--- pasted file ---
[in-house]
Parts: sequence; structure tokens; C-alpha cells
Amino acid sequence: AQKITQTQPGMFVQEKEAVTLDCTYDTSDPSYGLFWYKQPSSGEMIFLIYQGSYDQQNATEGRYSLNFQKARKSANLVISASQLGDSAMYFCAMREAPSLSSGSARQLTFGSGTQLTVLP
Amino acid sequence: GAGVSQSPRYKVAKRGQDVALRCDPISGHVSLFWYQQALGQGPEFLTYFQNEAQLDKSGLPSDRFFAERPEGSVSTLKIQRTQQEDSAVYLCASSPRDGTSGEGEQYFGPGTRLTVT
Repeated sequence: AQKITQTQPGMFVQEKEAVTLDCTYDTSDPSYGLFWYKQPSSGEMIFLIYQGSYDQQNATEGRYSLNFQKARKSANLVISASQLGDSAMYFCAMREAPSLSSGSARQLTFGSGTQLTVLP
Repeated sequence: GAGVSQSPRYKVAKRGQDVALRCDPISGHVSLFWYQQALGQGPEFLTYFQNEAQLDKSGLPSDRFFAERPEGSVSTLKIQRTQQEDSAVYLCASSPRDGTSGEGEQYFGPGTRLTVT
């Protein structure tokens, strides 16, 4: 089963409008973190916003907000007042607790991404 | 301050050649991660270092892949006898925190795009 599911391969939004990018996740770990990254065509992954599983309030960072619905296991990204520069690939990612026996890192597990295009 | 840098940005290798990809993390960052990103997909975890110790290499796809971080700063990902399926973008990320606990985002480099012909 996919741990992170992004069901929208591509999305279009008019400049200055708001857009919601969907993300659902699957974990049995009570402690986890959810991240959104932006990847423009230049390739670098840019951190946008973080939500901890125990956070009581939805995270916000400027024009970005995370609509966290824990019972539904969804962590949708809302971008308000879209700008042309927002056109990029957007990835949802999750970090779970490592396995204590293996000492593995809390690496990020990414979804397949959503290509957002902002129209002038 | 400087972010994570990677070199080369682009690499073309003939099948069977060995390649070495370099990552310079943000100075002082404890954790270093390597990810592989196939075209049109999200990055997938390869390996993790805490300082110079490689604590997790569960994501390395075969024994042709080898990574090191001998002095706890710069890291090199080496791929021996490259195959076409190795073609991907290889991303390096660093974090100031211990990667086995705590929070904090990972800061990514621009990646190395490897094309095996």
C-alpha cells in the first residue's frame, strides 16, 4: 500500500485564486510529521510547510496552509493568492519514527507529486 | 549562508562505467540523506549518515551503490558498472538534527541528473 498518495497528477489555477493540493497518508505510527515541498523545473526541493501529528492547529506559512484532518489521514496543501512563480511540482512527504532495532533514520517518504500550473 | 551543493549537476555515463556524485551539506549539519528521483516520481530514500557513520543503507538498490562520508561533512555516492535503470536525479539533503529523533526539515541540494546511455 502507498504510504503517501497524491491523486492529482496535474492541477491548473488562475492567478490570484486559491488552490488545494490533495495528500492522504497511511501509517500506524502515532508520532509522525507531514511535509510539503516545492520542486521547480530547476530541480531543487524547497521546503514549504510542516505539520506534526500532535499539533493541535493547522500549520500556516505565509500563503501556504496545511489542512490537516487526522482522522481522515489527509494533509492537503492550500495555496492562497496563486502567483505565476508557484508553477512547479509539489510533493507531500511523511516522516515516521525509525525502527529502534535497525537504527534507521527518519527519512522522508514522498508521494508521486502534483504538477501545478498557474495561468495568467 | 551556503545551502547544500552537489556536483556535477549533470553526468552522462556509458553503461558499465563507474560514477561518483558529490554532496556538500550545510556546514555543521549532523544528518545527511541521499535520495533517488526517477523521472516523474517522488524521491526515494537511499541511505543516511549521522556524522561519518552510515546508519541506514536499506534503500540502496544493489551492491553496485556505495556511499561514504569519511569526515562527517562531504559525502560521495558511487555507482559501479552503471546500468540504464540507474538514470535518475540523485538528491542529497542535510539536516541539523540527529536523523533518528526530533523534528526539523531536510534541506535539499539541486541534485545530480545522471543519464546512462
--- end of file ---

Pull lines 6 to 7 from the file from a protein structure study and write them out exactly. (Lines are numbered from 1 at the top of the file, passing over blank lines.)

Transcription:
Repeated sequence: GAGVSQSPRYKVAKRGQDVALRCDPISGHVSLFWYQQALGQGPEFLTYFQNEAQLDKSGLPSDRFFAERPEGSVSTLKIQRTQQEDSAVYLCASSPRDGTSGEGEQYFGPGTRLTVT
């Protein structure tokens, strides 16, 4: 089963409008973190916003907000007042607790991404 | 301050050649991660270092892949006898925190795009 599911391969939004990018996740770990990254065509992954599983309030960072619905296991990204520069690939990612026996890192597990295009 | 840098940005290798990809993390960052990103997909975890110790290499796809971080700063990902399926973008990320606990985002480099012909 996919741990992170992004069901929208591509999305279009008019400049200055708001857009919601969907993300659902699957974990049995009570402690986890959810991240959104932006990847423009230049390739670098840019951190946008973080939500901890125990956070009581939805995270916000400027024009970005995370609509966290824990019972539904969804962590949708809302971008308000879209700008042309927002056109990029957007990835949802999750970090779970490592396995204590293996000492593995809390690496990020990414979804397949959503290509957002902002129209002038 | 400087972010994570990677070199080369682009690499073309003939099948069977060995390649070495370099990552310079943000100075002082404890954790270093390597990810592989196939075209049109999200990055997938390869390996993790805490300082110079490689604590997790569960994501390395075969024994042709080898990574090191001998002095706890710069890291090199080496791929021996490259195959076409190795073609991907290889991303390096660093974090100031211990990667086995705590929070904090990972800061990514621009990646190395490897094309095996």